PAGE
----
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Open-source Natural Selection

The Eclipse project ecosystem is an interesting place… it’s like a large playground with monkey bars, tether ball and swing sets. This playground is also full of diverse participants. However, what happens when two children in this playground fight? For example, two children both want to play in the same sandbox but there’s only room for one due to their egos or some political reasons. Does one kid push the other out of the sandbox, do both go blind by kicking sand in each others eyes or do they just happily play together?

I bring this issue up (and cheesy metaphor) because we will have another case of this type of competition soon within the Eclipse project ecosystem… and I just wanted to hear people’s opinions.

In the past, we had this happen with two Subversion projects (Subclipse and Subversive)… one was left standing… and in the end, were we better off with this type of competition? Did the community win or lose on this one? You decide 🙂

Personally, I’ve always been a big fan of natural selection and Darwinian evolution:

I say, let open-source projects figure things out as long as they don’t kick sand in the eyes of people living outside their sandbox. In the end, the better project should win or the competing projects will find a way to work together.

  • Earl Hofert

    I don’t believe in evolution… or gravity.

  • Earl Hofert

    I don’t believe in evolution… or gravity.

  • Dann Martens

    I have mixed feelings about this idea as the Open Source Movement is equally engaged in a Survival of the Fittest, pitched against other predator movements.
    A lot of OSS projects are craving for resources and the Eclipse Project is no exception.
    It is a bit disappointing to see how many tribes there already are out there, each fragmenting the landscape into less viable islands.
    Often overlooked, competition does not automatically lead to improvement, it leads to extinction as well. Given adverse circumstances, all parties involved run the risk of perishing.
    The effort to support Subversion in the Eclipse IDE seems to lack the critical momentum to overcome all hurdles it is facing at the moment. Would it be naive to assume that both strengths combined could be more succesful?

  • Dann Martens

    I have mixed feelings about this idea as the Open Source Movement is equally engaged in a Survival of the Fittest, pitched against other predator movements.A lot of OSS projects are craving for resources and the Eclipse Project is no exception. It is a bit disappointing to see how many tribes there already are out there, each fragmenting the landscape into less viable islands.Often overlooked, competition does not automatically lead to improvement, it leads to extinction as well. Given adverse circumstances, all parties involved run the risk of perishing.The effort to support Subversion in the Eclipse IDE seems to lack the critical momentum to overcome all hurdles it is facing at the moment. Would it be naive to assume that both strengths combined could be more succesful?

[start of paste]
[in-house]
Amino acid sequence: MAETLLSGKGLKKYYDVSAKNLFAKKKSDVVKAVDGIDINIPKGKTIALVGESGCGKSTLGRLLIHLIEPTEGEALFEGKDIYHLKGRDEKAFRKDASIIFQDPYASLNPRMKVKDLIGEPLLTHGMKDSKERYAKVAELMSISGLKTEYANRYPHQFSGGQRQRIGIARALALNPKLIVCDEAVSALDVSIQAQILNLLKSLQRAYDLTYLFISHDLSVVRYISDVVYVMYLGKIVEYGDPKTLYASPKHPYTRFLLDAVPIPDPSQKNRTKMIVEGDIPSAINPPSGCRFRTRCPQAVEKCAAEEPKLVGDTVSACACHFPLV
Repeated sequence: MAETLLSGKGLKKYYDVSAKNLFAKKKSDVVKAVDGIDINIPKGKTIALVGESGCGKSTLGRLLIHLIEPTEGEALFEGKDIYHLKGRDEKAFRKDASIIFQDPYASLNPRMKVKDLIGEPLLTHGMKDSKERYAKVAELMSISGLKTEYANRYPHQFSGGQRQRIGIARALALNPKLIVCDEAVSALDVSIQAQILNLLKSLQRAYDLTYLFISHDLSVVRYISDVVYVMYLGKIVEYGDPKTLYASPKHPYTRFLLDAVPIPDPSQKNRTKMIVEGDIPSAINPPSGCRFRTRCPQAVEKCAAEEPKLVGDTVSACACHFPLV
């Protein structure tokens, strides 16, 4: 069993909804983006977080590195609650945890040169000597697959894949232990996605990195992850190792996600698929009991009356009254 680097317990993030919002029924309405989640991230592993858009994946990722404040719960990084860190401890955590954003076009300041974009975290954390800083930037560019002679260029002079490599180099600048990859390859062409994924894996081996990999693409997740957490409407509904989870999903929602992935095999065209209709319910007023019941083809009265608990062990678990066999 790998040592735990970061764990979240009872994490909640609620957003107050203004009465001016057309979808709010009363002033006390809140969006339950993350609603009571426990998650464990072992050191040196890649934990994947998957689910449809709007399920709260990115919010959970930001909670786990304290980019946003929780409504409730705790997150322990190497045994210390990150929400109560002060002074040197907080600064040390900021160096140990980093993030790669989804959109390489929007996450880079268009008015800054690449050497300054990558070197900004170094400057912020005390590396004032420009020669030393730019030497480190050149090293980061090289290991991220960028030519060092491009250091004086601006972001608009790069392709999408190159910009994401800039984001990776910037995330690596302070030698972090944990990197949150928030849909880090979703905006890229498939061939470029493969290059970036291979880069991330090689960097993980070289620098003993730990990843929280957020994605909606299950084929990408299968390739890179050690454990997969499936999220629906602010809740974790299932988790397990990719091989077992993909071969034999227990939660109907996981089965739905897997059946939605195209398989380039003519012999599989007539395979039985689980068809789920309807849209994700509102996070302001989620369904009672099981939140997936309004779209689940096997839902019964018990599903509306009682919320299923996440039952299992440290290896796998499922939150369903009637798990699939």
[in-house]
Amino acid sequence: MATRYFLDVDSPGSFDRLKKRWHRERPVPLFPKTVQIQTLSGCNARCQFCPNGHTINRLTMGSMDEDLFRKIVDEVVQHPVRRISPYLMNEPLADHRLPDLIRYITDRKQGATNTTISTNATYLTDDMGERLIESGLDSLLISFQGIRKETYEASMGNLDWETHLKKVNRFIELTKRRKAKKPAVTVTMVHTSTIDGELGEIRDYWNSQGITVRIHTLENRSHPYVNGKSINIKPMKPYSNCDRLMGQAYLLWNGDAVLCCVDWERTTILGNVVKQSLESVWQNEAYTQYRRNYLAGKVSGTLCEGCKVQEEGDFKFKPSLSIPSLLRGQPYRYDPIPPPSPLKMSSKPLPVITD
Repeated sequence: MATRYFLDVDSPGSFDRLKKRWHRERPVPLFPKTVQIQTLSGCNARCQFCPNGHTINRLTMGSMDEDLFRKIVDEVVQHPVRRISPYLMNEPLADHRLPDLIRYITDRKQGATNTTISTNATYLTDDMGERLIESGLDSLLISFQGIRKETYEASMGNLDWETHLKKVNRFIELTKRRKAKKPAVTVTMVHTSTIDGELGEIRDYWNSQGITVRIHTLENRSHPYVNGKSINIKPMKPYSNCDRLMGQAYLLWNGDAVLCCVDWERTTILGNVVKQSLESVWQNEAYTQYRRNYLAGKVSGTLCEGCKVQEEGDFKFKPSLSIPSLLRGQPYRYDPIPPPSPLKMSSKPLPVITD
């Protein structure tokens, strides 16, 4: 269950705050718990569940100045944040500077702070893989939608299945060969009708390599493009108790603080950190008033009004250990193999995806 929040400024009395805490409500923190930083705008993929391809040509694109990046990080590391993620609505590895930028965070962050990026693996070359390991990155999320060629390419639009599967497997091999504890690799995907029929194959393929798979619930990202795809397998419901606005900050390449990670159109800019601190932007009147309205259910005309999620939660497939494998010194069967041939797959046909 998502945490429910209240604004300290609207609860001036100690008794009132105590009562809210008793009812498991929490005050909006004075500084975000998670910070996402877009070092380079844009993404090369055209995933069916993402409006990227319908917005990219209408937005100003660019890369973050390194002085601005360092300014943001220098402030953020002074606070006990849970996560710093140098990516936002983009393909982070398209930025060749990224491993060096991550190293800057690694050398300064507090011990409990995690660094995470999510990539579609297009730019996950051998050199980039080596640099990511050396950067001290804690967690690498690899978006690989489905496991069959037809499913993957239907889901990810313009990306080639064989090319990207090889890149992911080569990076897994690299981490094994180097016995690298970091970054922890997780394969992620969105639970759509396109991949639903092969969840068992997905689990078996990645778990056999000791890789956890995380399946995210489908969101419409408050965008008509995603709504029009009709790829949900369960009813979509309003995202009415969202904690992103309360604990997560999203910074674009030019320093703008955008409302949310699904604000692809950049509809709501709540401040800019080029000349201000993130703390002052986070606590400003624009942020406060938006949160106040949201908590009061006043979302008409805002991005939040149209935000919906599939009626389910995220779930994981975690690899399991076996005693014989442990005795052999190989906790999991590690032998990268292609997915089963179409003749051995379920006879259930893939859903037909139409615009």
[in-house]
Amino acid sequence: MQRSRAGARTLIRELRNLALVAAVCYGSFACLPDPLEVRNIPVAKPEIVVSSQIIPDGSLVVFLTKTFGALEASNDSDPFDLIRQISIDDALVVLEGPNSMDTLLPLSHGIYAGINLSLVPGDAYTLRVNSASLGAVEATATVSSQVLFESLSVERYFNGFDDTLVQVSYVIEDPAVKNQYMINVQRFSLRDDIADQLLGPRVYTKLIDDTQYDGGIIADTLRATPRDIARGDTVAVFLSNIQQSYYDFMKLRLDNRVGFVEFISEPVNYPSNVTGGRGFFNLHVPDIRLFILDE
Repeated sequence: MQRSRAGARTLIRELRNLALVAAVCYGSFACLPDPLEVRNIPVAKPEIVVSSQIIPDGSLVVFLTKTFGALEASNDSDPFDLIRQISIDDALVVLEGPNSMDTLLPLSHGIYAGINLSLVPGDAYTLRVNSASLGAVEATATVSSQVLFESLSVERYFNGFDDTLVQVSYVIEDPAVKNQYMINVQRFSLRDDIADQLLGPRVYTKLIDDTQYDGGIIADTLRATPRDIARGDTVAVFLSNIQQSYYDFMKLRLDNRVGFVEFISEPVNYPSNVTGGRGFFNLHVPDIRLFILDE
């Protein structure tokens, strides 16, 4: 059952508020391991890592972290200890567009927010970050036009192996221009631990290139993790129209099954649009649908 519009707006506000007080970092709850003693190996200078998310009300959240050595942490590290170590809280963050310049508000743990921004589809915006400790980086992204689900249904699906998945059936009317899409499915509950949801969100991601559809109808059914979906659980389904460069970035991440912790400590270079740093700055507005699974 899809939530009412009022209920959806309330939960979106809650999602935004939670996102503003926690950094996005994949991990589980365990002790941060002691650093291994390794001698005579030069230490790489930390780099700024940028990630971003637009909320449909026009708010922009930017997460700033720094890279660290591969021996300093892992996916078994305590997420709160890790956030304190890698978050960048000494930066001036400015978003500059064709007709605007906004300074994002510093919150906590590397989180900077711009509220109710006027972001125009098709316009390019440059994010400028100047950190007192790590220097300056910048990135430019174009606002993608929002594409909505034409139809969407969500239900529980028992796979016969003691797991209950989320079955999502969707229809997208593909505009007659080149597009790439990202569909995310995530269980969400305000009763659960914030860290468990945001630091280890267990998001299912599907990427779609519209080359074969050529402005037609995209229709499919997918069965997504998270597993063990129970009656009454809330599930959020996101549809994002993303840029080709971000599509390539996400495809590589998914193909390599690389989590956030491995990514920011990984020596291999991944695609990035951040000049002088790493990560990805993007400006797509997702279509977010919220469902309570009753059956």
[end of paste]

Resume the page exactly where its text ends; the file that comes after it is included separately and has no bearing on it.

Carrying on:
• villane

    I’d argue with the one was left standing bit. Sure, Subversive became an Eclipse project, but a lot of people still use Subclipse and it’s actually easier to install (no licensing issues).

    Frankly, I have always been a little baffled by how easily licensing problems are dumped on the end users by some projects, leaving them to figure out where and how to get the 3rd party jars needed to get the product working.

    Hmm… perhaps there should be an o3 or “out-of-orbit” project 🙂 that would develop the plumbing and UI for more automatic installation of third party jars and bundles.

  • villane

    I’d argue with the one was left standing bit. Sure, Subversive became an Eclipse project, but a lot of people still use Subclipse and it’s actually easier to install (no licensing issues).Frankly, I have always been a little baffled by how easily licensing problems are dumped on the end users by some projects, leaving them to figure out where and how to get the 3rd party jars needed to get the product working.Hmm… perhaps there should be an o3 or “out-of-orbit” project 🙂 that would develop the plumbing and UI for more automatic installation of third party jars and bundles.

  • Ed Zwart

    Isn’t interoperability and openness the whole point of the Eclipse world, and the reason for its success (such as it is)? And anyways, how would you legislate away this kind of competition?